Last week, I had the opportunity to witness a Ghanaian funeral memorial service. It looked less like a funeral and more like the best 4th of July block party ever. Stacks of PA speakers acted as landmarks for the end of the road and the beginning of the celebration. Canvas tents covered the streets for blocks, shielding the assorted plastic tables and chairs from the Sub-Saharan sun. There was an abundance of traditional ghanaian food and beer.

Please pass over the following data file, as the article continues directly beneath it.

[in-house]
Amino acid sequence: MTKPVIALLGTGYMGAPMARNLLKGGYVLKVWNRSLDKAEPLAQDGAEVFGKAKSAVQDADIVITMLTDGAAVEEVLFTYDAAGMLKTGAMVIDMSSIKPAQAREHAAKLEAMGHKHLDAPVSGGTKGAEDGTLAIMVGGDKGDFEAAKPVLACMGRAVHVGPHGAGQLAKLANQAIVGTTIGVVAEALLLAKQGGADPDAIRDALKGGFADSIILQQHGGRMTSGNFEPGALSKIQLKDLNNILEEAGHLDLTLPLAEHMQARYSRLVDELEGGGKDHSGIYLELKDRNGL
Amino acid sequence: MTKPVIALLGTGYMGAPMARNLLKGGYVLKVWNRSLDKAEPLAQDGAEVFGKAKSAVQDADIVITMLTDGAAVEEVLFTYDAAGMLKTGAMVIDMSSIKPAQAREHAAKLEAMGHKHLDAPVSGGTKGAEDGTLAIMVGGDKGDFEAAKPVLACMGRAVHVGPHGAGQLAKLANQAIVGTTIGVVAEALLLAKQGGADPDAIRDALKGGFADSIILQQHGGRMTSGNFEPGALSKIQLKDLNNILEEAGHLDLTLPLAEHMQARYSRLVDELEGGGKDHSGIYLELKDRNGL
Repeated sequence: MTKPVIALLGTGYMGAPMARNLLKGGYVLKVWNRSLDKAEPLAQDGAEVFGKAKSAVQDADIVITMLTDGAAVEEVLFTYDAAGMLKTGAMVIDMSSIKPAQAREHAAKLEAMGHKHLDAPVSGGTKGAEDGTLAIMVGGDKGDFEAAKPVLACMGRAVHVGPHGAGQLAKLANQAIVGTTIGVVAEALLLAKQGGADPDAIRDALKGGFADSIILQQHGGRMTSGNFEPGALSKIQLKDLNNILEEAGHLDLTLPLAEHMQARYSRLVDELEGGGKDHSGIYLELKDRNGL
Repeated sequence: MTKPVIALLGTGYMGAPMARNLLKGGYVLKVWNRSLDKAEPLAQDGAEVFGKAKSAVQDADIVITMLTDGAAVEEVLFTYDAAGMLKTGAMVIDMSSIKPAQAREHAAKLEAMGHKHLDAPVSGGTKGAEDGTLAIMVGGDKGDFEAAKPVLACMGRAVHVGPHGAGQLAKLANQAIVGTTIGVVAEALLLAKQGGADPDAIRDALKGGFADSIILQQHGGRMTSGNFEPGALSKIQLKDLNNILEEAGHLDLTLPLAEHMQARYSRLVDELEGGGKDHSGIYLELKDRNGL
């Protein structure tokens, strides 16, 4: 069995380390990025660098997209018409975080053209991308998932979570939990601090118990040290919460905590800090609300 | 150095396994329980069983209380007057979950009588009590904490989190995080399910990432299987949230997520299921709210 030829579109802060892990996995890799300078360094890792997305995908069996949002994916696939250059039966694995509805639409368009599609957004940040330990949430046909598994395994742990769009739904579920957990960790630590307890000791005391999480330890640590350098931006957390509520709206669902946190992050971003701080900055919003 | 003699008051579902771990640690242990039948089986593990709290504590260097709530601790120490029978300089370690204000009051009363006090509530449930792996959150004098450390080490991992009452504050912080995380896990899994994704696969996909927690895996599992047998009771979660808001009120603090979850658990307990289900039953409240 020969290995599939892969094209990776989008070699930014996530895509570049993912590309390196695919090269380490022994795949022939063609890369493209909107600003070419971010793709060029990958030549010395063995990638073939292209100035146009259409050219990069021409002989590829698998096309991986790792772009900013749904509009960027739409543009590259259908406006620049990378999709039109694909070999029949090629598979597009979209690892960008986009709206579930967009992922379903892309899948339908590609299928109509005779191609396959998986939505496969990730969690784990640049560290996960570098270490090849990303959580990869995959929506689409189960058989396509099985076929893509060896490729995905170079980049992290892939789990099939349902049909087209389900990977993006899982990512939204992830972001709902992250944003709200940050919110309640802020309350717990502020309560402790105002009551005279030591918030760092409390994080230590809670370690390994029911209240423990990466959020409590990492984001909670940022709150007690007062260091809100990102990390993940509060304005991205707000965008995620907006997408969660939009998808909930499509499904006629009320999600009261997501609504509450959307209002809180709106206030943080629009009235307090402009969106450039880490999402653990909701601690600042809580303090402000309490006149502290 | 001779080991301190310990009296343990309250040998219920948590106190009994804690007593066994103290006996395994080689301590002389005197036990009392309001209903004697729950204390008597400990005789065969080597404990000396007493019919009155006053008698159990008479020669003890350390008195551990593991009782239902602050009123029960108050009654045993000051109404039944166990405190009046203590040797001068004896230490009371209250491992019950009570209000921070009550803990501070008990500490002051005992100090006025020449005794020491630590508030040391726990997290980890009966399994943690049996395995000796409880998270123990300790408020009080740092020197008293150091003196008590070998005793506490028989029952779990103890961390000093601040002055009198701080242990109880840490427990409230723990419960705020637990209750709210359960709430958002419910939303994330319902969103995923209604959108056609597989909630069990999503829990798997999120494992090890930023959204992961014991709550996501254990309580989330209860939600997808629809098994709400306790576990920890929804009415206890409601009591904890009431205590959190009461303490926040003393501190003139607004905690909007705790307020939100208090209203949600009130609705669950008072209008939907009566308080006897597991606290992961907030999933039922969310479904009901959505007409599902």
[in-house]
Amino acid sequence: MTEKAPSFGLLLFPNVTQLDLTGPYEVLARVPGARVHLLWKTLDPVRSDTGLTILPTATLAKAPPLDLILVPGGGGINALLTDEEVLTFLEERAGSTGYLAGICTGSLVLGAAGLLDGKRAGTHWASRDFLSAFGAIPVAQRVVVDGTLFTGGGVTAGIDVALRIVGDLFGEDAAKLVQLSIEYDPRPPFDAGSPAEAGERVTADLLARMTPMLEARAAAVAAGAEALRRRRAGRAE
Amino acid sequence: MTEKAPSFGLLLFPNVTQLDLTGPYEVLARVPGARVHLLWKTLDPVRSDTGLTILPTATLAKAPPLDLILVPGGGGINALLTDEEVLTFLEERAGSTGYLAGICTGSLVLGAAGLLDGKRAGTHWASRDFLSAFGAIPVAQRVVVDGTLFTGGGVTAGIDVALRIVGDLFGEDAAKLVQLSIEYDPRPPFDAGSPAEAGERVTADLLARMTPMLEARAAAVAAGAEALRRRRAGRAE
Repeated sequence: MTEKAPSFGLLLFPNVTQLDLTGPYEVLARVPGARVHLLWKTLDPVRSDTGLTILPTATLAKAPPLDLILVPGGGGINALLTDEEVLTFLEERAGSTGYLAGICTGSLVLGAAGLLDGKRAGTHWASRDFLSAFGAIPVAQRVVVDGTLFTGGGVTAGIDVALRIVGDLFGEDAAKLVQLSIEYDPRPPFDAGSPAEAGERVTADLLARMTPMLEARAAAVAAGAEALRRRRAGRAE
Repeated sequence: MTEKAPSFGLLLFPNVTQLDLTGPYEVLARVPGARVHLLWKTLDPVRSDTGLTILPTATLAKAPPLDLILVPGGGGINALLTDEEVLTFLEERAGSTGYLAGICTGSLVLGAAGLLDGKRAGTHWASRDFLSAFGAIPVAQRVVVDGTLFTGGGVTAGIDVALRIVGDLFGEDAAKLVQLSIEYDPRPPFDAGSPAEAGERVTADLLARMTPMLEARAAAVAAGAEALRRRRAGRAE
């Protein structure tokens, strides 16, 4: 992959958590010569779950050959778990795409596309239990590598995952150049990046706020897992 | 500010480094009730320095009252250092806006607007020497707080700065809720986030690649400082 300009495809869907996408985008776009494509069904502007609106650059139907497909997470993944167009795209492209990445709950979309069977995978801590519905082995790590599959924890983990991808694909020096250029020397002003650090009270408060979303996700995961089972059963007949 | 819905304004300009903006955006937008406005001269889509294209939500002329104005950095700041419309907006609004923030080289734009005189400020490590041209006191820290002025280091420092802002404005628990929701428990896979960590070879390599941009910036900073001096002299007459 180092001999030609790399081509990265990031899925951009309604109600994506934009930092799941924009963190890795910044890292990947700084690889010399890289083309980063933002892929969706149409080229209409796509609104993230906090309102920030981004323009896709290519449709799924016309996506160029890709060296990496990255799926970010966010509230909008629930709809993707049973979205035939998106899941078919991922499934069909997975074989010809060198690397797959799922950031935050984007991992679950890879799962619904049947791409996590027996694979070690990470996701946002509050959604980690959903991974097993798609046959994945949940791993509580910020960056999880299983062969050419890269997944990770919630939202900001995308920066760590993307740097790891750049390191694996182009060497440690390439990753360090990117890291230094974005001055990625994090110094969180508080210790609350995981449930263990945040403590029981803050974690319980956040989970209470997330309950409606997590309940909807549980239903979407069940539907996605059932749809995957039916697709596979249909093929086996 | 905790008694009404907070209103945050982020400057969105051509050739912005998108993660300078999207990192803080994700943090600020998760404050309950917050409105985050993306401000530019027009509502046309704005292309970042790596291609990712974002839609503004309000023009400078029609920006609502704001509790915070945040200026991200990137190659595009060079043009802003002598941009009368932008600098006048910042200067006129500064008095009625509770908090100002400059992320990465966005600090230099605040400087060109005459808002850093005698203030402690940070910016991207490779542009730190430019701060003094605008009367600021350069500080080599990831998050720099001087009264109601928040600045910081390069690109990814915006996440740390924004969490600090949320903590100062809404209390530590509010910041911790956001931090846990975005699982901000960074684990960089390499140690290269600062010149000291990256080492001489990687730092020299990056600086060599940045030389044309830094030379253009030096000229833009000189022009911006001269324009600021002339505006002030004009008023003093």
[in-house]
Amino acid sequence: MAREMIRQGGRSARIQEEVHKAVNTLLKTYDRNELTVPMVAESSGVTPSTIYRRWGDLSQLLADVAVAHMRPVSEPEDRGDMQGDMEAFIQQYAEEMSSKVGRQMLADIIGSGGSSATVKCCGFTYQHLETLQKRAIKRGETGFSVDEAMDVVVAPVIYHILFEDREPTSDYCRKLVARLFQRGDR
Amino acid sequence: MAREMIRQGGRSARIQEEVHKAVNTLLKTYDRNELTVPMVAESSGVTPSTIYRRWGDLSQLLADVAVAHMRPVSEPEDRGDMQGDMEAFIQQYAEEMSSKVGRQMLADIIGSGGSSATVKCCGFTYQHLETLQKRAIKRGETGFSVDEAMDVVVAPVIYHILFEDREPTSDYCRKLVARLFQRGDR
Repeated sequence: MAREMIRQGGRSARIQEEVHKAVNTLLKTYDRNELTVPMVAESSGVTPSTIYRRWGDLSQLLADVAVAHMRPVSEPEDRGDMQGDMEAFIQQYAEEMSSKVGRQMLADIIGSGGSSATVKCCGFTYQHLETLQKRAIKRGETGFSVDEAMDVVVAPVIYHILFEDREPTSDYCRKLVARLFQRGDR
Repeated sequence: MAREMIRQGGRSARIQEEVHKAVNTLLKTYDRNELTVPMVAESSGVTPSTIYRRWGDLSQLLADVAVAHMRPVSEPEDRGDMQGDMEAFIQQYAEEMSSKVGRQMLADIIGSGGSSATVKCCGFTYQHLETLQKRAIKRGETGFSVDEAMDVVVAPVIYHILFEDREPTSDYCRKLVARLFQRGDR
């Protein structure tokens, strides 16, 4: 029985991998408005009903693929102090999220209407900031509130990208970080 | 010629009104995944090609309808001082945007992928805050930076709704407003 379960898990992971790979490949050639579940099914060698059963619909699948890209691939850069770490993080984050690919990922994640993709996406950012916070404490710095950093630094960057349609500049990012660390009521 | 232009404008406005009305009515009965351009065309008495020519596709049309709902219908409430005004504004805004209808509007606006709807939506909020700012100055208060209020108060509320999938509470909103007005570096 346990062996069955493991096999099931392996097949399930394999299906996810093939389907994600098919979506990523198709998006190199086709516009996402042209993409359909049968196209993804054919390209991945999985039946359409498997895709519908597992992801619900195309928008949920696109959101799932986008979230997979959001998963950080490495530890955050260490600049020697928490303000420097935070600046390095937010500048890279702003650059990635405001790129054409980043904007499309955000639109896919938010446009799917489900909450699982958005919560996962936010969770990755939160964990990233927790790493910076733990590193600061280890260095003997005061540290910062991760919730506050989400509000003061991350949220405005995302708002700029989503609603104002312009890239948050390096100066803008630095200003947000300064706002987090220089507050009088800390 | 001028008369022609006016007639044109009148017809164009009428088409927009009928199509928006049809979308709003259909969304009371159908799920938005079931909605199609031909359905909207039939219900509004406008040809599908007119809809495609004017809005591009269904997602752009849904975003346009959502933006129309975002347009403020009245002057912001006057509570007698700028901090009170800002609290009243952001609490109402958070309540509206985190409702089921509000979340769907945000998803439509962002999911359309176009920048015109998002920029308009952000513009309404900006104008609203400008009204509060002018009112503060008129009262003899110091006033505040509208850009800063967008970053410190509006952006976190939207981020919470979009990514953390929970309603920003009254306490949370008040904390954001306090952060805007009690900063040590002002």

As is custom, we met and shook hands with the entire family of the deceased man, who were positioned off of the street in the backyard of an adjacent house. We met the deceased’s mother, who was wearing all black and was mourning and visibly upset. It’s always hard for a mother to bury her child, and this is emphasized as an especially grievous event in Ghanaian culture. That said, her mourning sentiments was an exception to the overall celebrative demeanor of the memorial.